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Sometimes people are confused between optometrists and ophthalmologists.
Optometrists are specialized health care professionals. After earning an undergraduate degree, future optometrists enroll in a four-year specialized doctoral program. The degree is typically abbreviated as OD. Some optometrists have further post-graduate education, and are required to take ongoing professional continuing education courses.
Ophthamologists are medical doctors (MDs) who, after medical school and internship, train for at least three more years in the medical specialty of ophthamology.
The list opens with:
The remediation that we know works for dyslexia -- multisensory phonics-based structured language instruction with daily practice -— takes a lot of work and a lot of time. Parents of struggling readers are willing to do the work and the spend the time (and the money) because they’ll do anything to help their child learn to read. Wouldn’t it be great, though, if there were an easier way? Like if your child could just put on a pair of special glasses, or do eye exercises, or take a pill that would treat her dyslexia?Based on this hope for a quicker, easier, or better way, a whole industry of quick fixes and other alternative therapies for dyslexia has arisen. Many are based on the false belief that dyslexia is the result of a problem with the visual system, and that’s where I as a practicing pediatric ophthalmologist may be of some help in guiding you.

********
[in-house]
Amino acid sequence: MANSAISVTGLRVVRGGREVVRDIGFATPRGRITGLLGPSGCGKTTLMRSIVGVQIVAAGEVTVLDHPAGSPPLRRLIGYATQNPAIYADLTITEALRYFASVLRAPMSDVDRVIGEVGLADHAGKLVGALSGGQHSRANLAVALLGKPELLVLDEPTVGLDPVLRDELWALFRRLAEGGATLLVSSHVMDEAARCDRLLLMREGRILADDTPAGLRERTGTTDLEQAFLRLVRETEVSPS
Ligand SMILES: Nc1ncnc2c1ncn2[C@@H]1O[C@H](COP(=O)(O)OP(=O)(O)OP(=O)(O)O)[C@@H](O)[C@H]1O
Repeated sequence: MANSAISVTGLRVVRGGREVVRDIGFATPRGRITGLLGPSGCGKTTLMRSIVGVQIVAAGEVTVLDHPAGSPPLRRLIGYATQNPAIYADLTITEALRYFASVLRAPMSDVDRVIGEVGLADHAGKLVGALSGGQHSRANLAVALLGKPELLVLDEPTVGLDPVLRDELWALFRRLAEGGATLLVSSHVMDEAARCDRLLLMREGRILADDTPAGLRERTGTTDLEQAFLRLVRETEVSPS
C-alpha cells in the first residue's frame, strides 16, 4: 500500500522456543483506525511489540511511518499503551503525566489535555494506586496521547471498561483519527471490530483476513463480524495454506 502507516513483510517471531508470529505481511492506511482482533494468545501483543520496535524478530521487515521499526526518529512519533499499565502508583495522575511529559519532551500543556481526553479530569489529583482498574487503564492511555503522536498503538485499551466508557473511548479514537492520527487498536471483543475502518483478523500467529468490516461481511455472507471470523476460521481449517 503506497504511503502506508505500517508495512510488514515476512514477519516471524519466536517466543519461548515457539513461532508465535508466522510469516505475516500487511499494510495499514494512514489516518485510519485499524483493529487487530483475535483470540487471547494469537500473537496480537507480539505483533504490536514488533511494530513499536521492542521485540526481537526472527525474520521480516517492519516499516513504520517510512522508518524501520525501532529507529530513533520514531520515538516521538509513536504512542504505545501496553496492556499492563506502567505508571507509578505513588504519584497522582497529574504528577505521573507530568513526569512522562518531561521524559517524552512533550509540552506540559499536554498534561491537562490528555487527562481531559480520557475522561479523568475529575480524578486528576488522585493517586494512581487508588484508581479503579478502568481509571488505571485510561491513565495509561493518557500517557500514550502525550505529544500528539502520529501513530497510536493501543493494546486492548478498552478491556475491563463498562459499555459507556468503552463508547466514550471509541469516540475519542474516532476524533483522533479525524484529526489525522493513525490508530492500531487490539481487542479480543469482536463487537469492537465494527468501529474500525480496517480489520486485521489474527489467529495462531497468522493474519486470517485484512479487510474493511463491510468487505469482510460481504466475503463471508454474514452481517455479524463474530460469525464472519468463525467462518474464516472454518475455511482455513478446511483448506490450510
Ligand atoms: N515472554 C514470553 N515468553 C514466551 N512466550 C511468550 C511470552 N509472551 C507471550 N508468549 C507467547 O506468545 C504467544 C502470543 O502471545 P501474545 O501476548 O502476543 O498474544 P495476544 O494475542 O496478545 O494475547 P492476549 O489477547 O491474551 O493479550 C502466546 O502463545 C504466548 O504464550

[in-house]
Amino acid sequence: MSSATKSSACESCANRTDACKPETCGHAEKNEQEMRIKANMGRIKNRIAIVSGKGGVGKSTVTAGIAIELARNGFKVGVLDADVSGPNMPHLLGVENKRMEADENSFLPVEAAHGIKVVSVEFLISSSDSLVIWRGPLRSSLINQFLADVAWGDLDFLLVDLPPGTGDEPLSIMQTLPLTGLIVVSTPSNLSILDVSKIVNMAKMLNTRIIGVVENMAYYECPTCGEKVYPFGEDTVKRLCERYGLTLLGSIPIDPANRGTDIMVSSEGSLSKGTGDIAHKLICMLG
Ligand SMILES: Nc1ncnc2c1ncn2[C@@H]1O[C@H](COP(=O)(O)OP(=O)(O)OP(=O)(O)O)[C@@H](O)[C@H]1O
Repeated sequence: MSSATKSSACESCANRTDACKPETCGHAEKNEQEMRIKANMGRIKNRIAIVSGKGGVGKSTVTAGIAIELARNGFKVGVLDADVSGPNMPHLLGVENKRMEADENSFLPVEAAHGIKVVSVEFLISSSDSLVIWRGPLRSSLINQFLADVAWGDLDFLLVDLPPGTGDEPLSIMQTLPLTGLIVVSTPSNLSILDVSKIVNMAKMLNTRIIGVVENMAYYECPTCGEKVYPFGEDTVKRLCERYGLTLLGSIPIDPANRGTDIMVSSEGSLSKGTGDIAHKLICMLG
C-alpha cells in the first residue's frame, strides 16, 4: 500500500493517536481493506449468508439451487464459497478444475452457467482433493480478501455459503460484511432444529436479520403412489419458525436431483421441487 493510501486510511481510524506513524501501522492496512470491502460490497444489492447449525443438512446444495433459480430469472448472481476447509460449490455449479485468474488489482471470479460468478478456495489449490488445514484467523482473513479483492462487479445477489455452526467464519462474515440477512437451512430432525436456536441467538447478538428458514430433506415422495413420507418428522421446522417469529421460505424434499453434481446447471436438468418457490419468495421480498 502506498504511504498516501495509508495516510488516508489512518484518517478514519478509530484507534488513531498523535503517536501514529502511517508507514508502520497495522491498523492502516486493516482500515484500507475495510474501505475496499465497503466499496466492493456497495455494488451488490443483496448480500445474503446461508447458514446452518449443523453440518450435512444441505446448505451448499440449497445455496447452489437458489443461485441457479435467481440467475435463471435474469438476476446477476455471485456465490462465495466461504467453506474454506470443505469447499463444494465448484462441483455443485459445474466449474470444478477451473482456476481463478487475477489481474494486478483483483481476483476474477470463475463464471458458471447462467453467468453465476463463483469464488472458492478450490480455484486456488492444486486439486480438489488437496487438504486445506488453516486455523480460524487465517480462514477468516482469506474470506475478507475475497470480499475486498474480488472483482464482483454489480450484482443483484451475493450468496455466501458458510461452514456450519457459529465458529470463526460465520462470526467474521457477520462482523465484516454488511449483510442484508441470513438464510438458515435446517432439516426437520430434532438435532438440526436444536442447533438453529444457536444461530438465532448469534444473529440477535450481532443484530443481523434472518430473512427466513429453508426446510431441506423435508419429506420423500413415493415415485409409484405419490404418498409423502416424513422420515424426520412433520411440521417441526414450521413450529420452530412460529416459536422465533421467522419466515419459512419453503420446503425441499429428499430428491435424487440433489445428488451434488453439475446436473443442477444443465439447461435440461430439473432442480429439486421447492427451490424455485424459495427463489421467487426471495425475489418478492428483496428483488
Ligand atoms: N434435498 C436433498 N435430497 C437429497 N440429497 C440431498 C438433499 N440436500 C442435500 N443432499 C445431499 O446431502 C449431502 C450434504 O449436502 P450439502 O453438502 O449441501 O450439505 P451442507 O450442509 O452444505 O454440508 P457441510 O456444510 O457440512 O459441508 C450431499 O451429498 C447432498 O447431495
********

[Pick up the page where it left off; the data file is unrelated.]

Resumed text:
Wilson's list of "five ways not to treat dyslexia":
- Eye exercises/”vision therapy”
- Irlen lenses/filters
- ChromaGen lenses
- Low-plus reading glasses
- Omega 3 fatty acids
If you want more on vision and reading, Lexercise has a 38-minute video of Dr. Young on The Role of the Eyes in Reading Disorders, with handouts available.